About 900 Queensland school workers will have their pay reduced as a disciplinary measure for being unvaccinated against COVID-19.
Teachers, teacher aides, administration staff, cleaners and schools officers will be among those punished for failing to comply with the health requirement, the state education department has confirmed.
The department claims that the penalties are being “individualised” based on the worker’s “circumstances”.
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“But generally, (penalties) involve a small-scale temporary reduction of one increment of pay for a period of 18 weeks,” the department said in a statement on Tuesday.
That amounts to between $25 and $90 per week before tax, according to the statement.
The department claims the school workers have been ”non-compliant with the lawful direction from their employer enforcing the chief health officer’s direction to be vaccinated against COVID-19”.
It also claims reducing a worker’s pay is “not an uncommon” way to punish them for disciplinary breaches, and the move affects just one per cent of the teacher workforce.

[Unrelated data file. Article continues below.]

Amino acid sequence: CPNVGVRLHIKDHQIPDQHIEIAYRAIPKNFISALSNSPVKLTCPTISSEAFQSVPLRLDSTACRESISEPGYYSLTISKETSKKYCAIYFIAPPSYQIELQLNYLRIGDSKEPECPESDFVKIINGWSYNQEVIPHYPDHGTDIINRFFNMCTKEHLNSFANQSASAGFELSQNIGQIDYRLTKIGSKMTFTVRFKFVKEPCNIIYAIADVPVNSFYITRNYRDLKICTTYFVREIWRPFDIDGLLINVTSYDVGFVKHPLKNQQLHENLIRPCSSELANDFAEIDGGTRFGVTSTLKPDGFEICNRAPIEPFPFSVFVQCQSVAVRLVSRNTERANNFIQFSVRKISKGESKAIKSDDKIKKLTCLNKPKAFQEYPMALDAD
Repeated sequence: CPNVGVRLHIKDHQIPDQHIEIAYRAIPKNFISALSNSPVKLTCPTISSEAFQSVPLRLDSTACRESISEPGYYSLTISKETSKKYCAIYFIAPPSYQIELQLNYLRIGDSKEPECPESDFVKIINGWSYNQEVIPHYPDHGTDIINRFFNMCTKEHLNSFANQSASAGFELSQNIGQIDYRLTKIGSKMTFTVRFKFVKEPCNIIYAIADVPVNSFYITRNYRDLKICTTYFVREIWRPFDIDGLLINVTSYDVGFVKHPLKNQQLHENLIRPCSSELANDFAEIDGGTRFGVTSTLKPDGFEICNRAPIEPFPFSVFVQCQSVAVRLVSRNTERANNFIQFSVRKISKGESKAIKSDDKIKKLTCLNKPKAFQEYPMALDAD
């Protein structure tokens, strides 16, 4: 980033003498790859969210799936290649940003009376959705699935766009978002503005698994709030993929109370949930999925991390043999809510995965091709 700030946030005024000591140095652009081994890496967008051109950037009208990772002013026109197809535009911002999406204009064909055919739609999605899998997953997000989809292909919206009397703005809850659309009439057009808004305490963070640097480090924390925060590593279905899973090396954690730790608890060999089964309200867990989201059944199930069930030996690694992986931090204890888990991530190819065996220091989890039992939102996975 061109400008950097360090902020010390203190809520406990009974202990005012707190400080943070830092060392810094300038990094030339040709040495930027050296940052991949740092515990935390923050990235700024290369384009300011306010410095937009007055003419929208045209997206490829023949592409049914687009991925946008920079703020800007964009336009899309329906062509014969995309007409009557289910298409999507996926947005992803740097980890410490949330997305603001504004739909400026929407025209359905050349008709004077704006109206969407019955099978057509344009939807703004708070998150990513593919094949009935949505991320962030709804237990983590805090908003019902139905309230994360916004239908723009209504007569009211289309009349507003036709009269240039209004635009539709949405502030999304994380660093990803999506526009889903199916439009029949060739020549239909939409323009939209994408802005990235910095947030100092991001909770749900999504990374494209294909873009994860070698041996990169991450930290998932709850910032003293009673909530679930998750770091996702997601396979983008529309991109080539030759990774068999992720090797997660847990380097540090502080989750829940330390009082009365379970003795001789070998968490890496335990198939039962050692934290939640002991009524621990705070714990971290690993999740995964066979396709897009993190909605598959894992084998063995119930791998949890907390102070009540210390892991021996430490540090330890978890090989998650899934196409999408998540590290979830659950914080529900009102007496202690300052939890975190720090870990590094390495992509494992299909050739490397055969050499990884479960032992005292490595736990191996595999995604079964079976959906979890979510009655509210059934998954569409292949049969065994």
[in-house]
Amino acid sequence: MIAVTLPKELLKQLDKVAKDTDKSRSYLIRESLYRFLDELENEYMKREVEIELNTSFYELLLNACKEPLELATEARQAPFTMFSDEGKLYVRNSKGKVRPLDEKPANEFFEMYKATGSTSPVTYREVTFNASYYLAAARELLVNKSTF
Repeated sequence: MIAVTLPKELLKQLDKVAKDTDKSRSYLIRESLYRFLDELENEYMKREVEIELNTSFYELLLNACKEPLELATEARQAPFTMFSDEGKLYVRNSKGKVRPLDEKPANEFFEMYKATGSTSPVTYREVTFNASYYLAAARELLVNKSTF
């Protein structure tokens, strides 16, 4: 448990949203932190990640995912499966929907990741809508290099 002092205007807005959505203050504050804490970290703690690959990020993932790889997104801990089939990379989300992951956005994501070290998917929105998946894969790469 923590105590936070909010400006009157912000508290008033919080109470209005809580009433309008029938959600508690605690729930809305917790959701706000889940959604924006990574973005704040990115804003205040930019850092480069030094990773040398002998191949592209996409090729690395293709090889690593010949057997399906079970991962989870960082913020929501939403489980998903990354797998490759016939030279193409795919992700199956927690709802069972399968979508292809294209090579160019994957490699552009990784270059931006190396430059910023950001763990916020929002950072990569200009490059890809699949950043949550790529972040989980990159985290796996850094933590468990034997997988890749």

“School staff were given ample opportunity to follow the lawful direction or provide evidence as to why they should be exempt from the direction since the vaccination requirements were announced in November 2021,” the statement read.
Staff unvaccinated for COVID-19 have been able to return to work after a mandate was removed on June 30 this year.
The Queensland Teachers Union has been contacted for comment.
Another union, the Teachers Professional Association of Queensland, has slammed the policy, labelling it “unconscionable”.
“It’s unconscionable that imposing a financial penalty or any disciplinary measure would somehow be appropriate because these educators have not broken any law or engaged in serious misconduct in the workplace,” secretary Tracy Tully told the Courier Mail.